Think about where you want to go with your miles and points:

Your miles can take you around the world, but to start out most effectively think of one or two specific trips you want to take using your miles. If you want to fly your family in economy to Orlando your earning mileage plan will likely look differently than if you want to fly in business class to Europe. Once you know where you want to go, do a little research both on what miles and points you already have, as well as which airlines fly where you want to go. There are many ways to research that, but Wikipedia is actually very helpful. For example, if you wanted to learn about which airlines fly which routes into Vienna, you could see that info displayed in Wikipedia.

View some award charts:

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Now that you know where you want to go, how many miles you already have in your accounts, and a rough idea of what airlines can take you there, it is time to see how many miles you need to book your desired award. You can do this by searching for something like "American Airlines Award Chart" on google or cruising around your airline's website, or you can just check out a handy list of airline award charts that Million Mile Secrets has complied. While you are there, you might as well take a peek at who some of the partners are for your airline of choice, as they can be very helpful in reaching your travel goal. Don't stress about the amount of info you may encounter, just look at it for a few minutes, and then bookmark that site to revisit later.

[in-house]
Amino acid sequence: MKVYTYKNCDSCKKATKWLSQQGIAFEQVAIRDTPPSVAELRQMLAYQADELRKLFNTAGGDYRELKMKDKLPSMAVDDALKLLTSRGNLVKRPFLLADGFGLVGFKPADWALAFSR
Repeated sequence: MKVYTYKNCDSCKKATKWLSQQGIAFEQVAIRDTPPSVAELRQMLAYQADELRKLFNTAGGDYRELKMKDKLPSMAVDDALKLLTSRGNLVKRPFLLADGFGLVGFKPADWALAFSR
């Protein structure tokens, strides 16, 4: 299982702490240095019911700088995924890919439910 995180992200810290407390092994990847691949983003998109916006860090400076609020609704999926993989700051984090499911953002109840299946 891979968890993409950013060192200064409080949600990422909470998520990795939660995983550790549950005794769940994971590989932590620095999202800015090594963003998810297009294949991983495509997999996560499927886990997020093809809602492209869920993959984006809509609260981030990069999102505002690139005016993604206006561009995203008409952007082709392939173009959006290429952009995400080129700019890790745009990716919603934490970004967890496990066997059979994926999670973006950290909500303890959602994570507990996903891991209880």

Earn more miles:

Unless you are already swimming in airline miles or credit card reward points from years of racking them up without paying attention, you will likely need to earn some more miles for all of your dream travels. There are tons of ways to do this, but a popular way for those in the United States with good credit is to get a rewards earning credit card (or two) and use it not only for the often sizeable sign-up bonus, but also to start paying for everyday expenses such as gas, groceries, insurance bills, take-out, dry cleaning, and more. If you have a rough idea of what type and how many more miles you need for your first (almost) free trip, then it will be easier to know which rewards card would be a good fit for you.

Many beginners do well with a card that earns flexible points you can use in different ways. A popular and solid option for beginners and old pros alike is the Chase Sapphire Preferred Card that earns points you can transfer to a variety of hotel and airline partners such United, Hyatt, Marriott, British Airways, Singapore Airlines, IHG Rewards, Southwest, and more. Another good choice for many is the Barclaycard Arrival Plus World Elite Mastercard since it earns 2x points on everything and those points are worth a fixed amount toward any travel charge. I have some basic info on lots of different rewards credit cards here.

I will also add that it only makes sense to shift your daily spending to a rewards credit card if you will pay it off each month and not spend more than you otherwise would with cash or a debit card. If you pay interest or rack up debt to earn miles, you are not coming out ahead.

Start following those in the know: